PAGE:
How to Test Herpes
Genital Herpes Simplex virus or HSV infections are very common all over the world, with surveys showing rising rates in many countries. Herpes testing is done in order to check out the presence of Herpes Simplex virus or HSV. Small blisters or sores on the skin characterize the infection. These blisters and sores can also be present in the mucous membranes present in the mouth, the throat or the nose as well as in the rectum, vagina and the urethra. There might be a single outbreak of such sores or several more. HSV is of two types, namely, HSV type 1 and 2.
Diagnosis of Herpes Simplex
When there is an outbreak of herpes, dermatologists can usually diagnose the presence of the virus merely by looking at the sores. In order to confirm the presence of the virus, the dermatologist might take a swab from the sores and then send them to the lab for testing. However, if there are no sores, there are blood tests and other medical tests that can confirm the presence of the virus.
Testing for Herpes is usually done from sores that are present in the genital areas. Testing is also done with the use of samples, namely blood or urine samples as well as spinal fluid or even tears. The test also shows what type of Herpes is causing the sores, whether HSV-1 or HSV-2. You can also find out whether a sex partner has been infected with Herpes and diagnose the presence of the Herpes virus in a newborn child, in case the mother has the infection.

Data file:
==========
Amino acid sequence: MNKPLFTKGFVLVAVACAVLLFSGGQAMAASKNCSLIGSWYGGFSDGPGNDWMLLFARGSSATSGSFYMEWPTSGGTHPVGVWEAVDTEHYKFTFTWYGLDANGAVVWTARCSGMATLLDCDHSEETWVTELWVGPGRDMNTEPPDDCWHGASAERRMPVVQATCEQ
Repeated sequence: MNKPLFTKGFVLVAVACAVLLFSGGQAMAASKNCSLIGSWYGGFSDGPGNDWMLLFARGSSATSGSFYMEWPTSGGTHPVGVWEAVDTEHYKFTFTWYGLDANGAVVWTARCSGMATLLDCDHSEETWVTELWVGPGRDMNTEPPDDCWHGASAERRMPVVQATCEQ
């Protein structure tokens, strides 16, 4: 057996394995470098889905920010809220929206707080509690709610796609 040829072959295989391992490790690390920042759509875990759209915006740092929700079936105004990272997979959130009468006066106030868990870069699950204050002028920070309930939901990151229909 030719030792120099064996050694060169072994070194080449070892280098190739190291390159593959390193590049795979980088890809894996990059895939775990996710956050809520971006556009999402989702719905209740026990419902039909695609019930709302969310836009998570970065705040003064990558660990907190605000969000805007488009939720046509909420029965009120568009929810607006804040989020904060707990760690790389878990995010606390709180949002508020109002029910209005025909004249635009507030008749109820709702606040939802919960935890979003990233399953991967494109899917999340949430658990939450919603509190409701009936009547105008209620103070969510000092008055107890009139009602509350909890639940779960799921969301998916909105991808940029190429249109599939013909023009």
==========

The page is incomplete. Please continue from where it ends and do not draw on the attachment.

There are also other diagnostic techniques and serological tests. Laboratory testing includes serotyping, as this is useful for the prognosis of the virus as well as for counseling purposes. However, the value of the test depends on the quality of the specimen test, the ability of the lab to offer accurate results, proper interpretation of results and the kind of test used.
Conducting the Test at Home
In order to get a viral culture or to make a test for a viral antigen, you need to take a clean cotton swab and rub it against the sore. This will help you collect the fluid and the cells to be examined. You can also collect such samples from other areas where the sores are present, such as the vagina or the penis, cervix, the urethra or even from the skin. It is better to collect samples from smaller sores, that are new or just a few days old. This is because it is more likely to find viruses in sores that are newly formed.
For an antibody test, you can wrap a band around the upper arm in order to stop the blood flow. This also helps the veins to become larger and makes it easier for you to put the needle in the vein. Before inserting the needle in the vein, it is advisable to clean the area with alcohol. You may need more than one needle prick. The tube has to be attached to the needle for collection of blood. You can then remove the band from the arm after collecting sufficient blood. Place some cotton or a gauze pad over the site after removing the needle. Press the area before putting on a bandage.
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